I was legitimately concerned that this would turn into a free-for-all open air audit of the organization (as I'm sure some skeptical Staff members were as well), but I think the Board showed significant discipline and some appreciation for the opportunity to have these questions answered at the front end. I was very happy with how this went and proud of the preliminary outcome.
Sister Cities: Cergy-Pontoise
This is a matter that has legitimately kept me up at night: Whether the Board should fund 1-4 representatives (Board, Staff, Residents) to attend a Sister Cities program in Cergy-Pontoise, France. Our financial obligation would be small (airfare of approximately $1,500 for full fare), but I am most concerned about appearances. Does this expenditure improve the Columbia Association for the residents? The Board seemed very focused on providing reasons why we should send representatives, but never really gave much attention to why we shouldn't. If we do, we can and should expect residents to bring Cergy-Pontoise, France up as a slight whenever they ask for any financial assistance from the organization.
"My son has to get changed in a dark, smelly pool locker-room, yet the Board is sending itself to France."
"My daughter gets paid minimum wage to work the snack bar, yet Board members are flying to Europe for free."
The Board has an obligation to consider how it appears to the public, particularly when it is effectively rewarding itself an opportunity to fly to France.
Despite my concerns, I believe that unless we are going to disengage from the Sister Cities program, we have an obligation to participate and should have at least one representative there. My compromise was to support partially funding the airfare for up to four representatives to attend, only one of which will be a Board member. I must say that my support is very tentative and hearing two Board members complain about "partially funding" (i.e., Half) the airfare bothered me a great deal, particularly since one of the complaining Board members was the "flyer-apparent" for the future trip. It was noted that this is not a "perk" and that we may not find four people who want to pay half the load for flying to a "suburb of Paris". Really? $600-$700 to fly to France, after which lodging and food are mostly provided for by the Sister Cities program? Respectfully -- allow me to find a silk handkerchief to wipe away your tears. I want the attendees to have some skin in the game to gauge motivation. This is a very small expense, but that is not dispositive to me. What matters most is how this will look once it is executed.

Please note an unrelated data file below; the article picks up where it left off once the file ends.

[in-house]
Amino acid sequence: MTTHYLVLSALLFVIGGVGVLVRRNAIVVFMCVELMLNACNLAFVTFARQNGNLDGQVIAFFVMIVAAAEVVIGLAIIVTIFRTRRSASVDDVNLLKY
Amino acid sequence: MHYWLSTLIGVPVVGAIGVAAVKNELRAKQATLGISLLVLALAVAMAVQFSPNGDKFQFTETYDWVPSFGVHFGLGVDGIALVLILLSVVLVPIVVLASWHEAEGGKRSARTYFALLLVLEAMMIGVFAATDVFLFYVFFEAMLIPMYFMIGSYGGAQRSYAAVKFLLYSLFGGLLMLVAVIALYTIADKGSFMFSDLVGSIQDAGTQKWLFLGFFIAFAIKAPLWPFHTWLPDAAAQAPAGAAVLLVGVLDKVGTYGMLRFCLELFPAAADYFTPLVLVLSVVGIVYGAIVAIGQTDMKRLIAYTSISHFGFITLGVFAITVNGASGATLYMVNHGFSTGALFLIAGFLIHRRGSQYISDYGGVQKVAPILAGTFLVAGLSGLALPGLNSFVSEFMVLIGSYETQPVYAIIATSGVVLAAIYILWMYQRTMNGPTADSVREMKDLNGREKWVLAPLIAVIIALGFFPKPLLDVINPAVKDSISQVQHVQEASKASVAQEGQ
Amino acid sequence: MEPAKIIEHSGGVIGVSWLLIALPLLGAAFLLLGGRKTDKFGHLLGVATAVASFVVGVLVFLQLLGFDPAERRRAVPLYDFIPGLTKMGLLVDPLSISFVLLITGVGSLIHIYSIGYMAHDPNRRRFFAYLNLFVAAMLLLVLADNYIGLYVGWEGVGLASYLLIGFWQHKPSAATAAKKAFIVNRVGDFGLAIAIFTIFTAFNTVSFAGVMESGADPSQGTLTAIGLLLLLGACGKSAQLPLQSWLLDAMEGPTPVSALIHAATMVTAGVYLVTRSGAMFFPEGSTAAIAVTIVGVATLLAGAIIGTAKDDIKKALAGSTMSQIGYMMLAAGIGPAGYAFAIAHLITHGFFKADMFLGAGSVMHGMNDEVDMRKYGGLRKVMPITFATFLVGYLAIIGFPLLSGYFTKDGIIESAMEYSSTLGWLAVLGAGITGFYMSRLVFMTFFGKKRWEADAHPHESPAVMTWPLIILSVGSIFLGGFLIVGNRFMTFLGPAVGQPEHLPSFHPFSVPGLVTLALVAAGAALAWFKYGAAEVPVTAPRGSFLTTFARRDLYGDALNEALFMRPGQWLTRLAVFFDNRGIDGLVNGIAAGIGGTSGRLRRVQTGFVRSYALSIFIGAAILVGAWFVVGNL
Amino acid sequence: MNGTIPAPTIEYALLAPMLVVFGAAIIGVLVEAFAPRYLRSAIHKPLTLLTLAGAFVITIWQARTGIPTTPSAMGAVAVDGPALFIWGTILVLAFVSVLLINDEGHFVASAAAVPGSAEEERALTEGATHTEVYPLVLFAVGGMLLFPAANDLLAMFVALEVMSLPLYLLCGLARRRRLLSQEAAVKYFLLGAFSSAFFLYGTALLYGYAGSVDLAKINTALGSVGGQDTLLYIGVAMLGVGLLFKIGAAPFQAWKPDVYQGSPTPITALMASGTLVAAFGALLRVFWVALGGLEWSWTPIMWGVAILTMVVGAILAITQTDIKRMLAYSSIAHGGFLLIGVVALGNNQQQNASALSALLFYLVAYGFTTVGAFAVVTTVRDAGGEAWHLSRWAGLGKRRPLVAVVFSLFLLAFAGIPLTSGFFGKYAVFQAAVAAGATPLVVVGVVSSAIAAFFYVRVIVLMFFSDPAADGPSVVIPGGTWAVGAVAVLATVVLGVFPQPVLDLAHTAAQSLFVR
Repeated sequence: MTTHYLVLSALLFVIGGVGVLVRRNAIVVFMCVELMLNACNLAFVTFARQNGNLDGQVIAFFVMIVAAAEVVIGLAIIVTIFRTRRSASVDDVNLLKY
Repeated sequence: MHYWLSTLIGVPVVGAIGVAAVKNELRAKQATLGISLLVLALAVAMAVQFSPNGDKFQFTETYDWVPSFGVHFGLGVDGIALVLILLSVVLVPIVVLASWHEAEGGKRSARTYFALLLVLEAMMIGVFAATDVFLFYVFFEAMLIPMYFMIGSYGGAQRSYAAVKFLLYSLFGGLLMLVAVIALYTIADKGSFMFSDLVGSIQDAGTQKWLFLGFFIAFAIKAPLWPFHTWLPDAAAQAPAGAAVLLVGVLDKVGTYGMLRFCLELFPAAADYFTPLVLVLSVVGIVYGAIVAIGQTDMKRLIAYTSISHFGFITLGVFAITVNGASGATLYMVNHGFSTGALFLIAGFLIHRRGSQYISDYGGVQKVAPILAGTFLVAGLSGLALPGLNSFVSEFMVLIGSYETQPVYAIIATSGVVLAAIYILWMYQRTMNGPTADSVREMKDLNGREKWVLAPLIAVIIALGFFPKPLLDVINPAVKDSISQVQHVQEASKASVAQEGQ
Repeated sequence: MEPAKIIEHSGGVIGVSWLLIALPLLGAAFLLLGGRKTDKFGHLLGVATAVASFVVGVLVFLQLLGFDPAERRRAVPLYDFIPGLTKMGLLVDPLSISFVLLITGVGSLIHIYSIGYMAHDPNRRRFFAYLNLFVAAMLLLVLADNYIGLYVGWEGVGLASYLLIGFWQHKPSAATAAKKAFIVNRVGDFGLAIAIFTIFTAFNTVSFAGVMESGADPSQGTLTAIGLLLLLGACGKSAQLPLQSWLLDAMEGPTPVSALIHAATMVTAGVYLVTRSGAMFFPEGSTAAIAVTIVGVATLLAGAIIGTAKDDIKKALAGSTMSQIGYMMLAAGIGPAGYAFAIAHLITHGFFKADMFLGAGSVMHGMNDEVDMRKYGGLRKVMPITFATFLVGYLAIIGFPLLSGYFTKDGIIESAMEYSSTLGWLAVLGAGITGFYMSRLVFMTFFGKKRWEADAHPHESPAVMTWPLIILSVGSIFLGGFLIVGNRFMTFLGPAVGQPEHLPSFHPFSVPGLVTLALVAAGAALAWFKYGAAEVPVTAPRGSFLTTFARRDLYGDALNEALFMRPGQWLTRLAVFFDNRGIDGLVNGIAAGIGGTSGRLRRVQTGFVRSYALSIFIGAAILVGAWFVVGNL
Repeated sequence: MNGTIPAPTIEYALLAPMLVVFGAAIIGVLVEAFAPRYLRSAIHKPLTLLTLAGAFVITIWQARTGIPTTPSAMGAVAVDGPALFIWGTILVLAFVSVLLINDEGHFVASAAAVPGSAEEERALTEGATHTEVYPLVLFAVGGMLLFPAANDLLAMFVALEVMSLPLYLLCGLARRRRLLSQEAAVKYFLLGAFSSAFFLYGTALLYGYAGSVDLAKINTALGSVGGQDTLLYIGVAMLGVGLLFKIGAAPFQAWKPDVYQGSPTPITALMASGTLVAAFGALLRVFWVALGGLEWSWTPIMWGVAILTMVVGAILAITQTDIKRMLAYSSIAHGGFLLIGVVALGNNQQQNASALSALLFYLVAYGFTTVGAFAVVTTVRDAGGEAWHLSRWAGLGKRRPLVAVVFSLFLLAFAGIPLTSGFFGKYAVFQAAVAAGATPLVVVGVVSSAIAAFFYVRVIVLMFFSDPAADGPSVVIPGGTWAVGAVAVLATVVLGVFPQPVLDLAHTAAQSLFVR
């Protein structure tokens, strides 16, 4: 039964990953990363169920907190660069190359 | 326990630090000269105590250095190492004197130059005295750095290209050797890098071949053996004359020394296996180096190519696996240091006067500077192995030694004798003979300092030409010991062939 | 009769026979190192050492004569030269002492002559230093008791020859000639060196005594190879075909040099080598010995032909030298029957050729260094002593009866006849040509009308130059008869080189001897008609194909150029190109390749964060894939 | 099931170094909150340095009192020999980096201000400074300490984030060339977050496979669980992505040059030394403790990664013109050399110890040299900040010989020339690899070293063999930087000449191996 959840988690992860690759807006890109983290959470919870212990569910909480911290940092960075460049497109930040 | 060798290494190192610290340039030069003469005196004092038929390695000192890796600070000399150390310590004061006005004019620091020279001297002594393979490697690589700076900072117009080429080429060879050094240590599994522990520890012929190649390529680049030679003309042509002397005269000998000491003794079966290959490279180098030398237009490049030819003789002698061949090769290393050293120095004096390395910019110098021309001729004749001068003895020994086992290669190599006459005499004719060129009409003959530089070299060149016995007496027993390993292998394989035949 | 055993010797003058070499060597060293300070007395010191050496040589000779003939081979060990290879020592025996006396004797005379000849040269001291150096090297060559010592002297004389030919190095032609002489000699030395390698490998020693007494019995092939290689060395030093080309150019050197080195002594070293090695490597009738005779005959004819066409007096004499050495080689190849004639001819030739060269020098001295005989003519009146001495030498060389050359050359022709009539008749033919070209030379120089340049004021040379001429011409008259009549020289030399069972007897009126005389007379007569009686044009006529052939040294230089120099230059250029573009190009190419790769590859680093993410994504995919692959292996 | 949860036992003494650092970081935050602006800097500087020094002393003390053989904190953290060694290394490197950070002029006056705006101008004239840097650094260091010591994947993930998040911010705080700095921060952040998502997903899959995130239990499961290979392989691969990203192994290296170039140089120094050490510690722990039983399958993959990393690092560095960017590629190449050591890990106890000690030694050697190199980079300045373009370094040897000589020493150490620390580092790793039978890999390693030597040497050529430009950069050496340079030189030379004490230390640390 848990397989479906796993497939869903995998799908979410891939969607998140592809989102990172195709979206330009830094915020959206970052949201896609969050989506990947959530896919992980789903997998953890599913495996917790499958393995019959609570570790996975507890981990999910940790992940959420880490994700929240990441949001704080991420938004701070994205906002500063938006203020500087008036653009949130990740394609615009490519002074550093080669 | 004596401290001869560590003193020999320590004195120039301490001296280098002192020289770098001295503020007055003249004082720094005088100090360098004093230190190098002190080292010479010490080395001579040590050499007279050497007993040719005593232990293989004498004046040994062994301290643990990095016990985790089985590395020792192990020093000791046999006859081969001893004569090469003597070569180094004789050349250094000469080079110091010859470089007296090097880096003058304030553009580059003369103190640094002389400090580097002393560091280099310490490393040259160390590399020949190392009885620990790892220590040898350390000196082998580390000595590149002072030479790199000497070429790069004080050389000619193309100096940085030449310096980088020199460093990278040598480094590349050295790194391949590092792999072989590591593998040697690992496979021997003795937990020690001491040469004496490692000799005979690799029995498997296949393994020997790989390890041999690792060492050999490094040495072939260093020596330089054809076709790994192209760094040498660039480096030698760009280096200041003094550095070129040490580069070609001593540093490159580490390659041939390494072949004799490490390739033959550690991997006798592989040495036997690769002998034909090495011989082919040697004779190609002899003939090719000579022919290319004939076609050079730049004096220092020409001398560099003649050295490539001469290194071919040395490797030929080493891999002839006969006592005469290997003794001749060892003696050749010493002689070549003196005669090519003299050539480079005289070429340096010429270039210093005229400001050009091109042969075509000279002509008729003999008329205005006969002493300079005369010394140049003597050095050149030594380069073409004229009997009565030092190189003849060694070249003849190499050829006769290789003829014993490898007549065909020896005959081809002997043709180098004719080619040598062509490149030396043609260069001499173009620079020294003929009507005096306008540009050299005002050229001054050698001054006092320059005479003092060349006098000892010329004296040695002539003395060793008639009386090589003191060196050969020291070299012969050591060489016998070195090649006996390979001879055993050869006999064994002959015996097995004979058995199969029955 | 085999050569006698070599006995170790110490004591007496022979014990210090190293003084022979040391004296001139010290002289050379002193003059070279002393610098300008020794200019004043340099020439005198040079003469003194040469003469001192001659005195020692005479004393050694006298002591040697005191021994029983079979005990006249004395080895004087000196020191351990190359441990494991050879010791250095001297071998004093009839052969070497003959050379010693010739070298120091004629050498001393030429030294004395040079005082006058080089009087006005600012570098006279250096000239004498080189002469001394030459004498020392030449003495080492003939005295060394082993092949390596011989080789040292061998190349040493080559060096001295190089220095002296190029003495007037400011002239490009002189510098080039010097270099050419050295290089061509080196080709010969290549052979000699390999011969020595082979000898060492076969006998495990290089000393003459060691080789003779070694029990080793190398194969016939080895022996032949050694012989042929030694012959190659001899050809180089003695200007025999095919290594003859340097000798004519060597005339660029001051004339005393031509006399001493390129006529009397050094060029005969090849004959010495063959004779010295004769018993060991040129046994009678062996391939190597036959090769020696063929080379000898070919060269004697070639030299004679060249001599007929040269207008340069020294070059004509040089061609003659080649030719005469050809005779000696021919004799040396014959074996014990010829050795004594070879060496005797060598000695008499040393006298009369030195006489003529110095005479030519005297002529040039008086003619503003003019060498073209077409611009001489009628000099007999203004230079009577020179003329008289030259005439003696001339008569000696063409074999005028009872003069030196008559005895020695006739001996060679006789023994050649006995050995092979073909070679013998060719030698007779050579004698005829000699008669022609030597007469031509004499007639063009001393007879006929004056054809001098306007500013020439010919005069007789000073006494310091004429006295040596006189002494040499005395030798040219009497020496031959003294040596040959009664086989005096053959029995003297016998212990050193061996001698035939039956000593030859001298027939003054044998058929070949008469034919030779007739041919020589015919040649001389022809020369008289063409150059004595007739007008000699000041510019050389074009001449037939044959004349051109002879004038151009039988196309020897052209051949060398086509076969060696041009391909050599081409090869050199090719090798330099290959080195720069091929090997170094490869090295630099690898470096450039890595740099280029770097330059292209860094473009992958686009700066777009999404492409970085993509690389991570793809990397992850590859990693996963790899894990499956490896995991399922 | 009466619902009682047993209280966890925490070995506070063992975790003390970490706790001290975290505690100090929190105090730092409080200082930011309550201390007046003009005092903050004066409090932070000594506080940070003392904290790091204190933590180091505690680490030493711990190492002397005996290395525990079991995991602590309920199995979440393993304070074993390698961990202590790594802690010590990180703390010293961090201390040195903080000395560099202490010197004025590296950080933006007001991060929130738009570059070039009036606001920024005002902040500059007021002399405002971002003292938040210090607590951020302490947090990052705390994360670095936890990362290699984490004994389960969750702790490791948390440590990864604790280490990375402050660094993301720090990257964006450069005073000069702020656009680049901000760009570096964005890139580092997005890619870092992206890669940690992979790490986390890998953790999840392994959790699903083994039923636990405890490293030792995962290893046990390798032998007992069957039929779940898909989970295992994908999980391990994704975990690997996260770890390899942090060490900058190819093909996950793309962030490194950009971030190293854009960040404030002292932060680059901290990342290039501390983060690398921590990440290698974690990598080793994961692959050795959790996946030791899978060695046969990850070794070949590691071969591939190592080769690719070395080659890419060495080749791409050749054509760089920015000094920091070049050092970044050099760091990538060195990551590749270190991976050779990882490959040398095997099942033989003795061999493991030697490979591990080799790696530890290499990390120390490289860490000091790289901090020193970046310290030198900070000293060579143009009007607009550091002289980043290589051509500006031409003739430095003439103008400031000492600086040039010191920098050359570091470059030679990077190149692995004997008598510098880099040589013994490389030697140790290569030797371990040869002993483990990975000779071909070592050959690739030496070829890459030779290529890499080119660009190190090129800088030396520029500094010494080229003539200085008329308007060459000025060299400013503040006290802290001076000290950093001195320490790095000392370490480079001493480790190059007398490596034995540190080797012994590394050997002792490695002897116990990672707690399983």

I made a compromise at the straw vote stage, but would be interested in hearing your thoughts. After hearing the coarse attitude of some Board members about the "burden" of paying half, I am back on the fence and may favor not sending any Board members at all. I would be 100% behind an effort to make this an opportunity for our Sister City Advisory Committee and residents at large.
That's all for today. Have a great Friday doing what you love. Happy Olympics Day.